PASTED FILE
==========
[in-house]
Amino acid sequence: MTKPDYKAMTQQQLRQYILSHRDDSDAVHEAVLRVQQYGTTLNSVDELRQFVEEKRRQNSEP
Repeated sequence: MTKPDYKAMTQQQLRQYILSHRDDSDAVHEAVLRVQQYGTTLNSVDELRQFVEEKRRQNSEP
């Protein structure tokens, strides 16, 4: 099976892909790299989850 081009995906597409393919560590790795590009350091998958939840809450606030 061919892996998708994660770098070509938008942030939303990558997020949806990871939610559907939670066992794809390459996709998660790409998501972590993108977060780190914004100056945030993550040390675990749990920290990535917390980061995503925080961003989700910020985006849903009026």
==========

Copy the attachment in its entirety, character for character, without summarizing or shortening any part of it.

[in-house]
Amino acid sequence: MTKPDYKAMTQQQLRQYILSHRDDSDAVHEAVLRVQQYGTTLNSVDELRQFVEEKRRQNSEP
Repeated sequence: MTKPDYKAMTQQQLRQYILSHRDDSDAVHEAVLRVQQYGTTLNSVDELRQFVEEKRRQNSEP
């Protein structure tokens, strides 16, 4: 099976892909790299989850 081009995906597409393919560590790795590009350091998958939840809450606030 061919892996998708994660770098070509938008942030939303990558997020949806990871939610559907939670066992794809390459996709998660790409998501972590993108977060780190914004100056945030993550040390675990749990920290990535917390980061995503925080961003989700910020985006849903009026």